• We have to understand what the leave vote meant, and address the issues it highlights. This was not only, or even primarily, a vote about the European Union. It was a vote about the UK. I firmly believe that we mostly want the same things: secure housing, communities we can feel proud of, an income that allows us to get by, opportunities for fulfilling jobs, stimulating social lives, to feel safe walking down the street, a sense that our lives matter in some greater context. Whatever people’s individual reasons for voting to leave the EU, many of the regions with the strongest ‘leave’ vote are those where austerity cuts and deindustrialisation have hit hardest. Unless politicians start to prioritise people and their needs over rhetoric and ideological game-playing we will continue to foster a deeply divided, angry society.
  • Political debate in this country is a disgrace. Politicians and the press can and do wilfully misrepresent facts, openly mislead and outright lie to the populace with no recourse, no real sanctions, no personal consequences. This means mainstream political discourse is now simply a race to the bottom. We are all worse off when we’re being lied to. We have to lobby our politicians to implement rules and regulations that prohibit outright lies; our politicians and our press should be held to higher standards of proof than academics, because their words have tangible consequences.
  • The shock of leave’s victory for politicians on both sides illustrates what is increasingly clear: our government are not experts in governance, and have little understanding of the realities at play in the world they oversee. The recent resistance doctors and teachers have expressed towards health and education policy only highlights this. In my view, we need a political overhaul that places expertise at the centre of political decision-making. We cannot have career politicians acting as ministers for areas they have no front-line experience of and no qualifications in. How can a man with a BA in Modern History be expected to conduct a complex economic project like planning the budget of a country with one of the world’s largest economies? How can a journalist be expected to sensibly oversee the education system? I have long felt a 7-10 year minimum front-line experience should be a prerequisite for any senior ministerial or cabinet position. I have no idea how we could lobby for or implement such reform but it would, in my view, make a significant and positive difference to the governance of this country.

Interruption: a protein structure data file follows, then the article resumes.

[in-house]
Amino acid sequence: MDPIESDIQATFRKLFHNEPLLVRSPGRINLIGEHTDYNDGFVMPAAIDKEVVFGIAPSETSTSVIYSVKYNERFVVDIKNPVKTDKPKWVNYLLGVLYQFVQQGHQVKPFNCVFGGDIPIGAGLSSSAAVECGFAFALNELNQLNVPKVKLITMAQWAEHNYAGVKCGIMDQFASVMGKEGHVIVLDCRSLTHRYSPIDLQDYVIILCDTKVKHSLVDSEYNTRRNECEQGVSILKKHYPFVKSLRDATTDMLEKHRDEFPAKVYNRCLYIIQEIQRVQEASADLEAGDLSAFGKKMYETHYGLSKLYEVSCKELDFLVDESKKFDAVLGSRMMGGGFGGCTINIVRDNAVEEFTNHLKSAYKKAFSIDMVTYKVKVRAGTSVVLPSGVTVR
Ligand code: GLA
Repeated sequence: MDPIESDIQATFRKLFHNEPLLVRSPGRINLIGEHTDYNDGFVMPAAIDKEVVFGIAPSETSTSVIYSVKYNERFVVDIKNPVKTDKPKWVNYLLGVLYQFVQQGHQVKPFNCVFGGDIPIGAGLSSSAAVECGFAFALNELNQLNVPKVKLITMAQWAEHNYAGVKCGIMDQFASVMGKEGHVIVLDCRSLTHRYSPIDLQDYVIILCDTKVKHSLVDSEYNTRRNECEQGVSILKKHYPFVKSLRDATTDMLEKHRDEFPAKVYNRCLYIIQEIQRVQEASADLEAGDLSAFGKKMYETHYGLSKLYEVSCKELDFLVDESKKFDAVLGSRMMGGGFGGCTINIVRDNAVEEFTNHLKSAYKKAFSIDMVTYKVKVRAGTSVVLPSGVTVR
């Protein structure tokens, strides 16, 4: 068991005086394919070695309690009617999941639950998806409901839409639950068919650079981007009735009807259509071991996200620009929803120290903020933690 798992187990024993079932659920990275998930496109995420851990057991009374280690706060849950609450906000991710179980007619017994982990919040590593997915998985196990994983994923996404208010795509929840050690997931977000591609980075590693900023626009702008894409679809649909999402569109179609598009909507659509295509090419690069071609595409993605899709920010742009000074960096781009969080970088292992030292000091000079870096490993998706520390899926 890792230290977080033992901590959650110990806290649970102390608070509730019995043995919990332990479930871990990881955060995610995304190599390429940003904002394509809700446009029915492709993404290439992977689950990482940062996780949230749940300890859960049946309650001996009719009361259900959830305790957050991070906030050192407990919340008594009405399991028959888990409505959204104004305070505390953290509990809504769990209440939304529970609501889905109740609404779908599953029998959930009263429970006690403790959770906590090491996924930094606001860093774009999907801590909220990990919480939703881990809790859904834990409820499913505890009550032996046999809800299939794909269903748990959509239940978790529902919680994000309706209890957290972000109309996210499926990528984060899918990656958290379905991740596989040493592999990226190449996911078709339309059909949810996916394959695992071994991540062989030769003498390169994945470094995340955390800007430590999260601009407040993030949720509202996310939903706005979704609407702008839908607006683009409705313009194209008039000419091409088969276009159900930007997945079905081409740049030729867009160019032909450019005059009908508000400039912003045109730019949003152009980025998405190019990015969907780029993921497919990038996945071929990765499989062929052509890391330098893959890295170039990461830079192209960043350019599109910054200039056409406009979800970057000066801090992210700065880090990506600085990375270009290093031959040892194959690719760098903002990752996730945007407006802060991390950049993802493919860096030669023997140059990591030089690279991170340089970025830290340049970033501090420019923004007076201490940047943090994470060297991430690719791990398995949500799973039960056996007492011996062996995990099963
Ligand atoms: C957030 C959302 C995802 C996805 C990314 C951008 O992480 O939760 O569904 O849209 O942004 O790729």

Whatever our personal feelings about the outcome of this referendum, we do have now have an opportunity to properly start again and remake things, better, stronger, fairer. But it won’t be easy.


On Refugees, Lisa McKenzie and the Problem with Writing

The problem with writing, like the problem with speaking, is that words are limited. However articulate we are; however learned, there are only so many words, and only so many ways they can be strung together. As academics, we spend torturous hours agonising over our prose. And although we are constantly subject to accusations of obfuscation, the dense and sometimes incomprehensible nature of academic writing comes from our desire for precision. Often, what we are saying is complex, controversial, nuanced and new. We want to make sure that you get it. That there’s no room for miscommunication or misunderstanding. Finding words to express thoughts nobody has had before is hard. It is physical labour and it takes endurance. During the final months of my PhD I lay my head on my desk and sobbed. It was too much – it hurt. Like a woman throwing her head onto the pillow in the late stages of labour and refusing to push, I had almost given up. Except I couldn’t. I’d come this far, failure was not an option.

The problem with academic writing – at least for the writers – is that all that labour is often in vain. If we are lucky, a few hundred people might download our latest article; perhaps a few dozen will even read it. That can be frustrating – especially when we have worked for years to discover and articulate something important and want to share it out in the world where it might make a difference. This is why many academics like to write for a public audience too. Some tweet, some keep blogs, and some academics get a platform in the popular press where they can share their ideas and enliven public debate.